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Intellectual Disabilities
The concept of neurodiversity emerged in the 1990’s as a way for autism advocates to affirm their identity as people with neurological differences rather than as disabled individuals.  The idea has spread as other advocates (including myself) have sought to articulate the ”diversity rather than disability” message to a broader segment of the population than...
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This quote came to me via email and it seems to speak so profoundly to those who look at young children, especially those with special needs, and place them in foretold futures (e.g. ”this child will never be able to …” or ”most children with this diagnosis will grow up to….”).  I’m working on revising...
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Today we have a guest blog from Chris Santos-Lang who is the founder and president of The Organization for Collaborative Leadership, Inc.  Chris has written about evaluativism, which, simply put, is the disregard of people with differing values, including political, social, moral, philosophical, gender-based, sexuality-based, racial, ethnic, and class-based values, among other points of view....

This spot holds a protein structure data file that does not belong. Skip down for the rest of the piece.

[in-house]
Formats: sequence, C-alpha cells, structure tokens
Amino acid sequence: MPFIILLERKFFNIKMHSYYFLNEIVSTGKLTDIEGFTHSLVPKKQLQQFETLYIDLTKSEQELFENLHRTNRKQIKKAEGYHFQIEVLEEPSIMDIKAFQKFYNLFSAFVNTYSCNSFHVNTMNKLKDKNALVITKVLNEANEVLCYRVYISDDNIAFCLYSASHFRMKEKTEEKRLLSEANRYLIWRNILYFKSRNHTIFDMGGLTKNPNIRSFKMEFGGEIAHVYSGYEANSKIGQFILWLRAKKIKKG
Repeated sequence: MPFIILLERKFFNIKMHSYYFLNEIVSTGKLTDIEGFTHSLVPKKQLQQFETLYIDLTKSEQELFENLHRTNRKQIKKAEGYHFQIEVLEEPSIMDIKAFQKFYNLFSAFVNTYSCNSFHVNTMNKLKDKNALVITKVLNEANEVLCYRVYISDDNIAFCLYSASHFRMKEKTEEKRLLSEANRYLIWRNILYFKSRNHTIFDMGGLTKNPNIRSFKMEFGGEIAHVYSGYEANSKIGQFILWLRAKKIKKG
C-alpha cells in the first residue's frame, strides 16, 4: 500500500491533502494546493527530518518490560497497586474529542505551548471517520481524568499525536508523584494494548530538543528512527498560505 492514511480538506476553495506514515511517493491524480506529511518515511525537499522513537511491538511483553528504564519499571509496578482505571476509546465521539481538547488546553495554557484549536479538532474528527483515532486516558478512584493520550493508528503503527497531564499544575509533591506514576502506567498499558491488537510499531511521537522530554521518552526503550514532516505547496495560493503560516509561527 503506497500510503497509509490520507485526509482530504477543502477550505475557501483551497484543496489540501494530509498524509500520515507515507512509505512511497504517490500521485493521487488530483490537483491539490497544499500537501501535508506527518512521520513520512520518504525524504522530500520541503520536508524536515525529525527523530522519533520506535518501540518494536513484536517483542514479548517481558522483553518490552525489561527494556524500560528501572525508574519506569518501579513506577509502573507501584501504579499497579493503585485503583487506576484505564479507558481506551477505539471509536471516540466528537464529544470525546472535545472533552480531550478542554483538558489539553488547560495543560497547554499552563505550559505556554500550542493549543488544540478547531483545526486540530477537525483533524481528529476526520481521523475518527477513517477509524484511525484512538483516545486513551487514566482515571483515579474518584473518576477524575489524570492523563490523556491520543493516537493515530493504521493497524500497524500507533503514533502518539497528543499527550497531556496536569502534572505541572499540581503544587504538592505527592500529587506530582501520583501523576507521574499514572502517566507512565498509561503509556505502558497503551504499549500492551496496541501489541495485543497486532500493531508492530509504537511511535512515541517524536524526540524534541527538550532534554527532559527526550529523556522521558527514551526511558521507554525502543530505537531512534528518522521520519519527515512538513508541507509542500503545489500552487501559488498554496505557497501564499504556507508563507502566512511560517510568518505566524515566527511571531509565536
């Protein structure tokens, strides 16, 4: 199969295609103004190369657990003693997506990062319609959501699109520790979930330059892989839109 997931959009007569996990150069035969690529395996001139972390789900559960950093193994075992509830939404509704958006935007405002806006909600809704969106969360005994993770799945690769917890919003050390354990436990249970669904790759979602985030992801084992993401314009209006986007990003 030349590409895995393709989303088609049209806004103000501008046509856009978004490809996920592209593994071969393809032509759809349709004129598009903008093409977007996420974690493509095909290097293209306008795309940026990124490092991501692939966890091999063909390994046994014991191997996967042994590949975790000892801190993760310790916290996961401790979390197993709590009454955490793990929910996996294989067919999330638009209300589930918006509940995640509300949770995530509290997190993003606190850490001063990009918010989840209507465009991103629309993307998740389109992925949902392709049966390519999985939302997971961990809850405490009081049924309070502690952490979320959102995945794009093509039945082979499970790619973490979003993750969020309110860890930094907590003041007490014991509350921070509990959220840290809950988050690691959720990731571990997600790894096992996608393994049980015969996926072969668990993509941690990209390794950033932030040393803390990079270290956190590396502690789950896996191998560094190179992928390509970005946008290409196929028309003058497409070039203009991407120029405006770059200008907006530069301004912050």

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I’m seriously concerned that the schools aren’t doing enough (change that:  aren’t doing anything!) to prepare students on the autism spectrum for a range of careers that are beginning to open up for them in the workplace.  So much of recent educational ”reform” has been about preparing our students to be college and career-ready.  If this...
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Today we have a guest post from educational therapist Diana Kennedy.  I connected with her through LinkedIn, and was inspired by her blog post about a student with Fragile X syndrome that she has worked with as first, a special education teacher, and later, as an educational therapist.   Diana’s business is Mindspark – Custom Learning...
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